The writing process is a tricky process for the band, however; they have already thrown away a whole album’s worth of material for the third record. Partly down to overthinking things, but mainly down to wanting to release pure quality, they find that this process is validating their status as a band. And the best news is, they are working on more escalating songs, which wind you in the gut harder at every breakdown despite only making small tonal shifts in the overall music. When asked if there was any secret sauce to their sound, they highlighted the Electro-Harmonix POG as the ruling champion for them in the studio and on stage. As they don’t use bass, the band have about five on these on stage at a time, allowing them to unleash unearthly carnage upon your ears.
Speaking of the stage, I was fortunate enough to make it over to Complexity Festival before the world went tits up, and even luckier to see Herod live. Easily my favourite show from the festival, Herod effectively rewrote the definition of particle annihilation. It wasn’t just heavy for the sake of being heavy – it was a performance that shook every bit of matter in my being. Yet the hilarious piece is, this was the show in which they had the least gear they’d ever played with live. Having managed only an hour’s rest after a show on a mini-tour, they flew to Haarlem, Netherlands and plugged a few pedals into the festival backline before discharging their world-ending performance to the audience. Needless to say, it was the bands favourite live show yet.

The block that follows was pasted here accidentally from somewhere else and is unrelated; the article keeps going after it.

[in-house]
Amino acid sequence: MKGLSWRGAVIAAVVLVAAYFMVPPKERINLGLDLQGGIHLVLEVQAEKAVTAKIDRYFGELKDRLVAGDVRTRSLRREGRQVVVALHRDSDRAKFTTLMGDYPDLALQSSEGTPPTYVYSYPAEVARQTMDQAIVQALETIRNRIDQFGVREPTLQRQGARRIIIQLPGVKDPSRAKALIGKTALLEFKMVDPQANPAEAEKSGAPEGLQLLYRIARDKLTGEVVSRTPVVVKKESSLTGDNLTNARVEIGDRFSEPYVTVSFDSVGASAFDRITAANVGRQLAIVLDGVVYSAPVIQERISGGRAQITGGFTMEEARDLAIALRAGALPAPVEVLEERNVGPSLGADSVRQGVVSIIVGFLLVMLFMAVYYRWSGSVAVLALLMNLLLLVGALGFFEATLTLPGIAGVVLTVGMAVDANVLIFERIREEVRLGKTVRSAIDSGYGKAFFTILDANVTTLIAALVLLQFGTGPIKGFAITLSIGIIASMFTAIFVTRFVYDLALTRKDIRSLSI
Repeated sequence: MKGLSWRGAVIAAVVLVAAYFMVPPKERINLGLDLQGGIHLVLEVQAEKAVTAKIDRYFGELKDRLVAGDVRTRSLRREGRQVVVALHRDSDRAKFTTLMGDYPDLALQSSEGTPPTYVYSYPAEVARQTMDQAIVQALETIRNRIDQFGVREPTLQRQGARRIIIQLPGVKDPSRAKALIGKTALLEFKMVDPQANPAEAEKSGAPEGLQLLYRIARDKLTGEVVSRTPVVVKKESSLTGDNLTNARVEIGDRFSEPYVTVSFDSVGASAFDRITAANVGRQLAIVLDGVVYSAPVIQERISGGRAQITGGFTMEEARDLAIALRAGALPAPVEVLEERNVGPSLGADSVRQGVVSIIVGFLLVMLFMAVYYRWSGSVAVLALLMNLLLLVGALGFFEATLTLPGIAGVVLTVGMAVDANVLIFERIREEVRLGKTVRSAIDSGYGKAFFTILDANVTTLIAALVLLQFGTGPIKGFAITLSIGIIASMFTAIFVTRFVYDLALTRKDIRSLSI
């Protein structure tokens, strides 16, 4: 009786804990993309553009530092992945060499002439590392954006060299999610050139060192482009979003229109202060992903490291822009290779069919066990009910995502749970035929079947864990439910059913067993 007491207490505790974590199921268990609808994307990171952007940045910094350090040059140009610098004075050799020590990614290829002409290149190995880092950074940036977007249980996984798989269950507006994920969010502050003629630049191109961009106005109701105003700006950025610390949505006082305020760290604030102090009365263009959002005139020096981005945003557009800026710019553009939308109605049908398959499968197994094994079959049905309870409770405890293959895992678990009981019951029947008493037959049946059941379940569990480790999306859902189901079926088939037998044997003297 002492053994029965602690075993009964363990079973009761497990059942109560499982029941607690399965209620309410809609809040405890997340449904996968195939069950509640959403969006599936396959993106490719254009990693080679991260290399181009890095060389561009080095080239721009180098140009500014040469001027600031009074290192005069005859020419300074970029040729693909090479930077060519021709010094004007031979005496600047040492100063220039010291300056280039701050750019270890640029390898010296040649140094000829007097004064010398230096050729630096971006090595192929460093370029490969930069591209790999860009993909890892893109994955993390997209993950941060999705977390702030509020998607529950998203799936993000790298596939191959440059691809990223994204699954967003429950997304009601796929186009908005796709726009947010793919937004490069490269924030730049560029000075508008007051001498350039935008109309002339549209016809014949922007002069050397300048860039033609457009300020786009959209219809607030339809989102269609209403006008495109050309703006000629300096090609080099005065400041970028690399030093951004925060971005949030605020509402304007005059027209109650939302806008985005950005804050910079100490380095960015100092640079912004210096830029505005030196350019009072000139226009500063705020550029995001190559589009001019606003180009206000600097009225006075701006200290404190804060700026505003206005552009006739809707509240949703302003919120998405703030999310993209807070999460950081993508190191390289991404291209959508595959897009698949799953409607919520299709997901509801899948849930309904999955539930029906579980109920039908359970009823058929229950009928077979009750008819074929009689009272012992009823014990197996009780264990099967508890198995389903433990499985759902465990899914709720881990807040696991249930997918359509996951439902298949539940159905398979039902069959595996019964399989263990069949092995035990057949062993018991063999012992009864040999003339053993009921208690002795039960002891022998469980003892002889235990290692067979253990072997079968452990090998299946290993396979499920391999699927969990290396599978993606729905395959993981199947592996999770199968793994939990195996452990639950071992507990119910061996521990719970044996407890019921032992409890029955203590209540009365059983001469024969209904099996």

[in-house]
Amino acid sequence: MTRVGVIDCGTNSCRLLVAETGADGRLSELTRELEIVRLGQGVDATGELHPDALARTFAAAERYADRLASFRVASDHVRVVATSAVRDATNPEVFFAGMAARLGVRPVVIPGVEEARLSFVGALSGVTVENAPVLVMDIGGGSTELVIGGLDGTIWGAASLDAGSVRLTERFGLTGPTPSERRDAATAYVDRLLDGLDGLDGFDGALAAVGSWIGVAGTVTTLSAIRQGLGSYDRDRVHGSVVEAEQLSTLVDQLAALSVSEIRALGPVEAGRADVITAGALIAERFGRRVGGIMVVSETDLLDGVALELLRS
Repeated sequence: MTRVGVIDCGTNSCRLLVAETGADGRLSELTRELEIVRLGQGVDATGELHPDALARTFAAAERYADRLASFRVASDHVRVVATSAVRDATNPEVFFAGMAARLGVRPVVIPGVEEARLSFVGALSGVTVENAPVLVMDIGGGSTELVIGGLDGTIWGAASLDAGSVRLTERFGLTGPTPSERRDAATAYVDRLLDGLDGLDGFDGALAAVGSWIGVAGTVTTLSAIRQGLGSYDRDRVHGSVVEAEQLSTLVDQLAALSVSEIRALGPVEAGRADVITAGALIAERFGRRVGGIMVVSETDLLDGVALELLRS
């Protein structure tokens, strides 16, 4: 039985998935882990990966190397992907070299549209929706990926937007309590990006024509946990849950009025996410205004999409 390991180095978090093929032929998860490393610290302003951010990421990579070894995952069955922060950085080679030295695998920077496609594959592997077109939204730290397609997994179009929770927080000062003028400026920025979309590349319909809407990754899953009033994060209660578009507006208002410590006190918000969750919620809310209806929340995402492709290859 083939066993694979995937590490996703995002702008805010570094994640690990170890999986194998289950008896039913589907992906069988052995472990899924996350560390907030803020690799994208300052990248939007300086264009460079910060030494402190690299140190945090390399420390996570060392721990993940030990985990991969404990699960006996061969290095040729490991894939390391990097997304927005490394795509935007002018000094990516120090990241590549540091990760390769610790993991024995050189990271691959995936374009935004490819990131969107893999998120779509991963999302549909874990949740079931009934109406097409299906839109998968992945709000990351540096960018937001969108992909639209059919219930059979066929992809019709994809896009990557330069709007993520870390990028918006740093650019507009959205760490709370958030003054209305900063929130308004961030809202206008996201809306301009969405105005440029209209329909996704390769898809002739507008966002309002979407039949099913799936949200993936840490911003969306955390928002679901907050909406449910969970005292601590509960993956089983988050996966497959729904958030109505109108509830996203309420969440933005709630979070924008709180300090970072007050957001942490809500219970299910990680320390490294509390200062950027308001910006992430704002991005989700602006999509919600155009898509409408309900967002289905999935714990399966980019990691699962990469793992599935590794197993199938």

Your life is a canvas upon which others can draw, and Herod made quite an impact on me with their last record. I’m from a seafaring family, but I never really understood what happens when those great beasts finish their lifecycle on the water. Herod‘s stark and brutal concept from Sombre Dessein focused on the climate catastrophe and, in particular, the final resting place of these ships in Bangladesh and India. One part of humanity enjoys cruises and the relative ‘safety’ of their navy fleet, whilst the other side of the coin tears these rusty and unsafe behemoths apart in torrid conditions, risking everything to put food on the table. This disparaging look at human consumption is the key driver behind the concept, and Pierre mentions how pissed off he was when he wrote the album, but also mentions what his plans are for the next record and his own existence.
‘Personally, when we composed the music and lyrics of Sombre Dessein I was in a period of real anger, realising we have reached a civilisation collapse while trying to find a certain tragic wisdom (cf. Don’t speak last track). Today I am more in a mood of action, not complaining but doing things. Trying to change my way of life for a more rural, agricultural and sustainable model.‘
I certainly wouldn’t expect Herod to tone things down on the next album, however. With the weather systems spiralling ever out of control and humanity more focused on TikTok than stopping the climate clock, I’m certain Mike will have plenty to shout about on the next record, whilst Pierre, Fabien, and Bertrand will no doubt bring the heavy behind him. Yet with the focus on climate comes a tough question: what to do with touring? This is question Pierre is posing himself as we speak, and whilst I want to see this band over and over again in the live setting, one must be conscious of the impact that flying and driving across continents has on the world. Nonetheless, we wait with bated breath for Herod‘s third album, which will premiere on Pelagic Records in 2022. Thanks again to Pierre and Herod for their time, and for the exceptionally heavy music.